Are my many selfies really narcissism? Selfies are a subtle commentary on culture and humanity, a form of wide-spread performance art and a valid adaptation of self-portraiture. Its instantaneous nature doesn't necessarily mean it lacks artistic value.
“These selfies weren't originally meant to represent anything. They are the outcome of hours of boredom and online conversations with friends. As such, they may be more "authentic" then selfies that are born for clearly representational purposes. They are the result of intimate communication processes: they are creepy, cute or weird because that's the part of my character I like to share with my friends. As a kid I always fantasized about swapping bodies; now I can do it, at least in the digital world.” Franziska Von Guten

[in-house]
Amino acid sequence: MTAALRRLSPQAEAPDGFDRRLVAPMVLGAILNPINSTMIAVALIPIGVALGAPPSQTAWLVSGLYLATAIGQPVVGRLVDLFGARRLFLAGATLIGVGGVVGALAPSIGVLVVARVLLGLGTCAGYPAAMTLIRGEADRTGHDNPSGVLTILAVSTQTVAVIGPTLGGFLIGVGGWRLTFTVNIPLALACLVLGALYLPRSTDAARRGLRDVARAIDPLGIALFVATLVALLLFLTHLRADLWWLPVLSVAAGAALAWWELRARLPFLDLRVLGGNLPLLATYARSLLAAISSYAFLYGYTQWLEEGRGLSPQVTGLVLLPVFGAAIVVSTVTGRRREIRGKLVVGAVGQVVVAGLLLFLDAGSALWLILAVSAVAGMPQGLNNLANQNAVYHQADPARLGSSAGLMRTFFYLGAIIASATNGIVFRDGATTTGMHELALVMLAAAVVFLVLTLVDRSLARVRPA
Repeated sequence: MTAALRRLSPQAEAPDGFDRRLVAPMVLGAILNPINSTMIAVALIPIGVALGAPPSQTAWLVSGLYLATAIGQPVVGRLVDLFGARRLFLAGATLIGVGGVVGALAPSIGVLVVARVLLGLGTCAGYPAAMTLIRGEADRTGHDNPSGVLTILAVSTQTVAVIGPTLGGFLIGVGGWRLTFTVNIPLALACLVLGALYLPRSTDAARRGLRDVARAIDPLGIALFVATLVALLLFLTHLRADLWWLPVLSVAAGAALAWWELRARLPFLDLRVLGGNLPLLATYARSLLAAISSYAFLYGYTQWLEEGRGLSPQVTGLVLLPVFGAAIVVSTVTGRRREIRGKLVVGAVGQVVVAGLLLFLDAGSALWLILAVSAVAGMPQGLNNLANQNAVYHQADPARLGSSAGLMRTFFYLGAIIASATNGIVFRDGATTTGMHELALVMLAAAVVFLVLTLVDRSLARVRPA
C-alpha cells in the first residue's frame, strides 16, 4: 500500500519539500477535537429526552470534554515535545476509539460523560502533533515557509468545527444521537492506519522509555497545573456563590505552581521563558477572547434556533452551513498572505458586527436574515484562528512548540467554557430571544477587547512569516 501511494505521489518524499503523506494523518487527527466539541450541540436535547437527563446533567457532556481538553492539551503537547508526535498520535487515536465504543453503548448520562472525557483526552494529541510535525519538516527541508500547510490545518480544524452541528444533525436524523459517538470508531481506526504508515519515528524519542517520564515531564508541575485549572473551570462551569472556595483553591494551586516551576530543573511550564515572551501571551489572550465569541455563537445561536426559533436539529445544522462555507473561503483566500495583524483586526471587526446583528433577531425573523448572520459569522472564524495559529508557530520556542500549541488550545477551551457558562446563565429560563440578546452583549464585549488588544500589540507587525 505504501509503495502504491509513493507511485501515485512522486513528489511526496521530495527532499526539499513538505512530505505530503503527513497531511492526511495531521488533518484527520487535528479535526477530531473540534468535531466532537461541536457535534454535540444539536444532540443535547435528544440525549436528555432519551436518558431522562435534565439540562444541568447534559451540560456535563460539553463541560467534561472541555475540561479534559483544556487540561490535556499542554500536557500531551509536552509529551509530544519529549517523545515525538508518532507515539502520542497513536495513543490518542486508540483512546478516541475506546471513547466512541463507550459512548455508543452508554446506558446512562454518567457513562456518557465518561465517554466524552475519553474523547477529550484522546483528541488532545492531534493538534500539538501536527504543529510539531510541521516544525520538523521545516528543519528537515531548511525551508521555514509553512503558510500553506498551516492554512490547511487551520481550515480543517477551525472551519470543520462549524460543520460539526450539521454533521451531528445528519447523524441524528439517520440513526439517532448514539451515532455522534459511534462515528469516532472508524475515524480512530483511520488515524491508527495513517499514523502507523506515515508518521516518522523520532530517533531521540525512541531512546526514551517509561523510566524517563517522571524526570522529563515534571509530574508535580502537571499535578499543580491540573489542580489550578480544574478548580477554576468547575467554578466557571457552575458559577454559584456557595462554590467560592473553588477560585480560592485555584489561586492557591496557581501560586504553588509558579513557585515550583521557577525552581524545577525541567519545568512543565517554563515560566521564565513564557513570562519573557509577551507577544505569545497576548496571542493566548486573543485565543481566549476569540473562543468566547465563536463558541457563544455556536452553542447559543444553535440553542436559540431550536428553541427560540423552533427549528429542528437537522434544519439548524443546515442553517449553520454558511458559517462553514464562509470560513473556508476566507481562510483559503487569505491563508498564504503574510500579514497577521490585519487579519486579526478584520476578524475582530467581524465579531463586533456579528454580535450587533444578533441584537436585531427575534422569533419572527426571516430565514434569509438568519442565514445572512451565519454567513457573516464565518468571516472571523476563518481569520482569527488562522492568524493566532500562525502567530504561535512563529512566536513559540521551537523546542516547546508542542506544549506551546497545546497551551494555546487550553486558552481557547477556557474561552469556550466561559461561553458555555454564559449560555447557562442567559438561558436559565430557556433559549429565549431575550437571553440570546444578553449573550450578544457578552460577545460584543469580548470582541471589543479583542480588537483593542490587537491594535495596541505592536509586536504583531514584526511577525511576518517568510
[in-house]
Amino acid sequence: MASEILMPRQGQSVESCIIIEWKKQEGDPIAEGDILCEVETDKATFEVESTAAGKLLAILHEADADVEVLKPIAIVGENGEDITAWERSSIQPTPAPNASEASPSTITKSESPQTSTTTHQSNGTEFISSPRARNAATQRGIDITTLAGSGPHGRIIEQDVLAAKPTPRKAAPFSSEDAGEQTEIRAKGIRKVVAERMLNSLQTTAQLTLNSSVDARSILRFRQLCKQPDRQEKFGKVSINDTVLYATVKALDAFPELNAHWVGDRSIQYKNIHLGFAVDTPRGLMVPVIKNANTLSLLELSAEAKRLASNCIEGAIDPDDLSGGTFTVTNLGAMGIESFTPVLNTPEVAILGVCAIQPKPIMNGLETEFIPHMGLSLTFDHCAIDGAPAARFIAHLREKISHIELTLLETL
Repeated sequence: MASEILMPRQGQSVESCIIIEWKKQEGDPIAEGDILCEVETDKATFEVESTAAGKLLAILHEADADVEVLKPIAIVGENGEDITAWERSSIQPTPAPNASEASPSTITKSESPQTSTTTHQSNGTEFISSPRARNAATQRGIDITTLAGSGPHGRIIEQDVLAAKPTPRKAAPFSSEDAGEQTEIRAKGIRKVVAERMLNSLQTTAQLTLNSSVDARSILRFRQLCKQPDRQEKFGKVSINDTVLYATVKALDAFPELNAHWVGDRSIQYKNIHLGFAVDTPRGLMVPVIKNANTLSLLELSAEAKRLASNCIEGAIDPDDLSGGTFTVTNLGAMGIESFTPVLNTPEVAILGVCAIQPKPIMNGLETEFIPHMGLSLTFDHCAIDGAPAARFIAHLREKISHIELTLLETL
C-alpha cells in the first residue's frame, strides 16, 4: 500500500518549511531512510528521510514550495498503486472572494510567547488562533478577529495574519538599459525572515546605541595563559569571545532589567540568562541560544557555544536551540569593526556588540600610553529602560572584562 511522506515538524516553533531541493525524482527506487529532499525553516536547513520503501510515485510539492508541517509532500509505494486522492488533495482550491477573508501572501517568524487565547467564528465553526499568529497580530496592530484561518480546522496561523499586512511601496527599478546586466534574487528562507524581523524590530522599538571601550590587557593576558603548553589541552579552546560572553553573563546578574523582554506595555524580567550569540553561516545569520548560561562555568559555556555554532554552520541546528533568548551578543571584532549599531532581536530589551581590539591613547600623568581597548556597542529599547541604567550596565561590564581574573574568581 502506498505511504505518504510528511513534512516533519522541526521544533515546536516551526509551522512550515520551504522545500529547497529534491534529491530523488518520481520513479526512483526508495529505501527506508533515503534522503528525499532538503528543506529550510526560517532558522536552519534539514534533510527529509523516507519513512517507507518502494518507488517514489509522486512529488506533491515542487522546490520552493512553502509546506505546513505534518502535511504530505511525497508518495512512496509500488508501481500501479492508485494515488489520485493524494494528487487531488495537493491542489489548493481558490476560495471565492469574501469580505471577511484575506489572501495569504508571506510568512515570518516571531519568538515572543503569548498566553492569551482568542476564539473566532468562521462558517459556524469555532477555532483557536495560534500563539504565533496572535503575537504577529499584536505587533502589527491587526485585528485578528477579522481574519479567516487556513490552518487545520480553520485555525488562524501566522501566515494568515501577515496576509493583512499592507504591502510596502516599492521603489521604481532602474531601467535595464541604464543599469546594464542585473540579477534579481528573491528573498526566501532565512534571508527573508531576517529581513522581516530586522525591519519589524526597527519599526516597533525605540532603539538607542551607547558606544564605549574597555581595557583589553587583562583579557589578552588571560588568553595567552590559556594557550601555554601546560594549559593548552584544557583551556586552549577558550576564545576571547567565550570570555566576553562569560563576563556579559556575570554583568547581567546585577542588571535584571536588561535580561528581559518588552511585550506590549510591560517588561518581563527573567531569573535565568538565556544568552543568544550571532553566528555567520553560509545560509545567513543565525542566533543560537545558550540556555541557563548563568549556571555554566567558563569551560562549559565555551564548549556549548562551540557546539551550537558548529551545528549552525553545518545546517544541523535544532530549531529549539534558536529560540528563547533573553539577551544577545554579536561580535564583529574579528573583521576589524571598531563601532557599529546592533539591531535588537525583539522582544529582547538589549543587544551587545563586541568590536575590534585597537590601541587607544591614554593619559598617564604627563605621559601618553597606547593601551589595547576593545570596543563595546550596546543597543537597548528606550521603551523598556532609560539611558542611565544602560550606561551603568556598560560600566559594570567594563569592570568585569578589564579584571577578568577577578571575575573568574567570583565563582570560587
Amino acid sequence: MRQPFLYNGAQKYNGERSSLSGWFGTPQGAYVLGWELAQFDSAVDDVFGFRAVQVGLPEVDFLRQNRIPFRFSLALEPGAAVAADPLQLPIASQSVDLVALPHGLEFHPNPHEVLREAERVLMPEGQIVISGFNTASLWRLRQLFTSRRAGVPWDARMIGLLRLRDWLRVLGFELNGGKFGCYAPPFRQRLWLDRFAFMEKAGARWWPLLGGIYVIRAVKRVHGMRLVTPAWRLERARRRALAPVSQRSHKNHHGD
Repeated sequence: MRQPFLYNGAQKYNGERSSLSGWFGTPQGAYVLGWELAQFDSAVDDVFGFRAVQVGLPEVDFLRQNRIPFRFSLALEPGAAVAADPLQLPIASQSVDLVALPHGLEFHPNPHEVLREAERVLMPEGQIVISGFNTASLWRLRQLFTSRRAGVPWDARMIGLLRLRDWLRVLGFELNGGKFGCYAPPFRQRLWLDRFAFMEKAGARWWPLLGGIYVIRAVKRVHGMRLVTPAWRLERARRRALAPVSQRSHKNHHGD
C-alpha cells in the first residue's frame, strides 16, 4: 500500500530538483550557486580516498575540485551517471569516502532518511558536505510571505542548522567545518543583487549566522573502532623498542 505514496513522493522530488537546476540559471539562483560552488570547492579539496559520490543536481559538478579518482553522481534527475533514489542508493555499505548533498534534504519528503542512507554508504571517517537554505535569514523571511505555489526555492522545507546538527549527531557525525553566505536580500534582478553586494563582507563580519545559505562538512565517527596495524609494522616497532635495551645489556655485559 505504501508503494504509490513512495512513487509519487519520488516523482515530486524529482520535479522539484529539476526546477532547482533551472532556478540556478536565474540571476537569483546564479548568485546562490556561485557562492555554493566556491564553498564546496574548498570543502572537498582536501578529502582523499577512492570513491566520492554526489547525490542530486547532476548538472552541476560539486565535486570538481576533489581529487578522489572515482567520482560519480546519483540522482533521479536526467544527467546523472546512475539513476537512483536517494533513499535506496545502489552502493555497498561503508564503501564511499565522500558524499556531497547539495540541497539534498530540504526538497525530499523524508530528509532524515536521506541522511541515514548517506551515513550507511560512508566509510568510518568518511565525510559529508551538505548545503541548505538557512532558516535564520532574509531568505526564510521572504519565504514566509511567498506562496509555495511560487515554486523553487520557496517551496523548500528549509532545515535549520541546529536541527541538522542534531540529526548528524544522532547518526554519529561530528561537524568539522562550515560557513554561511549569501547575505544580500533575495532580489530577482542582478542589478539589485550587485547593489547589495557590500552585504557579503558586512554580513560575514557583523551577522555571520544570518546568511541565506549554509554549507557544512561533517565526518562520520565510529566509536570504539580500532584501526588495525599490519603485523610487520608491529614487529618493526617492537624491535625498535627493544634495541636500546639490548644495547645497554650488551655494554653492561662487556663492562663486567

From Durer to Cornelius self-portraiture has always been a prominent element of the visual arts. The nature of modern photography, the indispensability of it and the ability to instantaneously capture without having to think about running out of film, has led to widespread experimentation on this front. Artists, as a result, are able to be less inhibited with their self-portraiture; taking on the practice of ‘selfies’ and making art, a lot of which the world will never see. The readiness of materials coupled with the growth of the 'individual' has created artists whose work is reflected in their selfies in intimate, sometimes demented, ways. Francis Bacon and Egon Schiele would be thrilled, artists are now able to create in snapchat the vibe which they had to create using oil paint.
Curated by Jum Fernandez featuring artwork from Franziska Von Guten, Tom Stockley, Carl Caruana, Zandi Dandizette, Bia Rodrigues, Enad Yenrac, Bobby Spangler, Fabiola Larios and Camilla Roriz.